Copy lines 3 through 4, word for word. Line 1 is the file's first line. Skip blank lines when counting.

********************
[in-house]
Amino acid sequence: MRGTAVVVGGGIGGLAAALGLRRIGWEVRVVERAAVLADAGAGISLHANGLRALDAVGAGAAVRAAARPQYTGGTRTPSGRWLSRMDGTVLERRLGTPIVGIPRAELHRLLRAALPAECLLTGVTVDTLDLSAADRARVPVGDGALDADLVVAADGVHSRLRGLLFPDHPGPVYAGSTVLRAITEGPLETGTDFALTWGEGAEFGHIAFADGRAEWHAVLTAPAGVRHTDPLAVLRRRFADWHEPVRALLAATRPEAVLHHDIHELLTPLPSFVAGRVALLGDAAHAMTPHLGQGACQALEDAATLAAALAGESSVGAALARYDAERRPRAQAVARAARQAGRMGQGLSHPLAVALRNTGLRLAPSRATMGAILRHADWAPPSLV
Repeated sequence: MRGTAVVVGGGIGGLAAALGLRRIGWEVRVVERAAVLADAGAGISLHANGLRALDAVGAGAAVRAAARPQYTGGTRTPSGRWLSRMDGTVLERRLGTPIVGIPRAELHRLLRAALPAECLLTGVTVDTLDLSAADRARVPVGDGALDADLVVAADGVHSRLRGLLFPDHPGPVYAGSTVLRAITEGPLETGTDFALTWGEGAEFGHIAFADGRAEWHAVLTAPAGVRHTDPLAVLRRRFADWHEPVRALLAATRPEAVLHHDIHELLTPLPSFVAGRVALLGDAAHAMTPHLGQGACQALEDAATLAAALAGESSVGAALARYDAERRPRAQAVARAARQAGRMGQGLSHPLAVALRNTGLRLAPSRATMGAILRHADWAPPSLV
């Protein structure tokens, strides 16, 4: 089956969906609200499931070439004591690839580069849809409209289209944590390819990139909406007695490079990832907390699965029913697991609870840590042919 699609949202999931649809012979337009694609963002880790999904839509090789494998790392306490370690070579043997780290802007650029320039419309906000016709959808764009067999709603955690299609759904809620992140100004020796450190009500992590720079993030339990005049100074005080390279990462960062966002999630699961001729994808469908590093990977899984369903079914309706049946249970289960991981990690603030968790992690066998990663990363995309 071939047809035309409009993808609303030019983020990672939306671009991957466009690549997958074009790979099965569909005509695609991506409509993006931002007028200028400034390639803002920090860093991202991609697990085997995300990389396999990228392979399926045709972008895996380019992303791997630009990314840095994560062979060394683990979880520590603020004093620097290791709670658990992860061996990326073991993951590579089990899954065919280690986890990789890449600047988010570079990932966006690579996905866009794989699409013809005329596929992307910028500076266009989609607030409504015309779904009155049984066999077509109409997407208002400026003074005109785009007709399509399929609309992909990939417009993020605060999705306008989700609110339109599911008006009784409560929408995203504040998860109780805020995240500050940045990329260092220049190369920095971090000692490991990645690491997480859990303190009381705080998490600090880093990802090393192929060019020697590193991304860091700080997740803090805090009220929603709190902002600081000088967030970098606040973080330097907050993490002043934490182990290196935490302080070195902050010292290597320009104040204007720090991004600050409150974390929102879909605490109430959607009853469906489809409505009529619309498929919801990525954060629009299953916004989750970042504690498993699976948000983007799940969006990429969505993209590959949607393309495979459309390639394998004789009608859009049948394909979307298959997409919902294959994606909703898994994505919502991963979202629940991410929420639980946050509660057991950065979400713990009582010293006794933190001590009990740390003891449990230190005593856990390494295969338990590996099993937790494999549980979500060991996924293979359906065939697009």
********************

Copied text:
Repeated sequence: MRGTAVVVGGGIGGLAAALGLRRIGWEVRVVERAAVLADAGAGISLHANGLRALDAVGAGAAVRAAARPQYTGGTRTPSGRWLSRMDGTVLERRLGTPIVGIPRAELHRLLRAALPAECLLTGVTVDTLDLSAADRARVPVGDGALDADLVVAADGVHSRLRGLLFPDHPGPVYAGSTVLRAITEGPLETGTDFALTWGEGAEFGHIAFADGRAEWHAVLTAPAGVRHTDPLAVLRRRFADWHEPVRALLAATRPEAVLHHDIHELLTPLPSFVAGRVALLGDAAHAMTPHLGQGACQALEDAATLAAALAGESSVGAALARYDAERRPRAQAVARAARQAGRMGQGLSHPLAVALRNTGLRLAPSRATMGAILRHADWAPPSLV
């Protein structure tokens, strides 16, 4: 089956969906609200499931070439004591690839580069849809409209289209944590390819990139909406007695490079990832907390699965029913697991609870840590042919 699609949202999931649809012979337009694609963002880790999904839509090789494998790392306490370690070579043997780290802007650029320039419309906000016709959808764009067999709603955690299609759904809620992140100004020796450190009500992590720079993030339990005049100074005080390279990462960062966002999630699961001729994808469908590093990977899984369903079914309706049946249970289960991981990690603030968790992690066998990663990363995309 071939047809035309409009993808609303030019983020990672939306671009991957466009690549997958074009790979099965569909005509695609991506409509993006931002007028200028400034390639803002920090860093991202991609697990085997995300990389396999990228392979399926045709972008895996380019992303791997630009990314840095994560062979060394683990979880520590603020004093620097290791709670658990992860061996990326073991993951590579089990899954065919280690986890990789890449600047988010570079990932966006690579996905866009794989699409013809005329596929992307910028500076266009989609607030409504015309779904009155049984066999077509109409997407208002400026003074005109785009007709399509399929609309992909990939417009993020605060999705306008989700609110339109599911008006009784409560929408995203504040998860109780805020995240500050940045990329260092220049190369920095971090000692490991990645690491997480859990303190009381705080998490600090880093990802090393192929060019020697590193991304860091700080997740803090805090009220929603709190902002600081000088967030970098606040973080330097907050993490002043934490182990290196935490302080070195902050010292290597320009104040204007720090991004600050409150974390929102879909605490109430959607009853469906489809409505009529619309498929919801990525954060629009299953916004989750970042504690498993699976948000983007799940969006990429969505993209590959949607393309495979459309390639394998004789009608859009049948394909979307298959997409919902294959994606909703898994994505919502991963979202629940991410929420639980946050509660057991950065979400713990009582010293006794933190001590009990740390003891449990230190005593856990390494295969338990590996099993937790494999549980979500060991996924293979359906065939697009």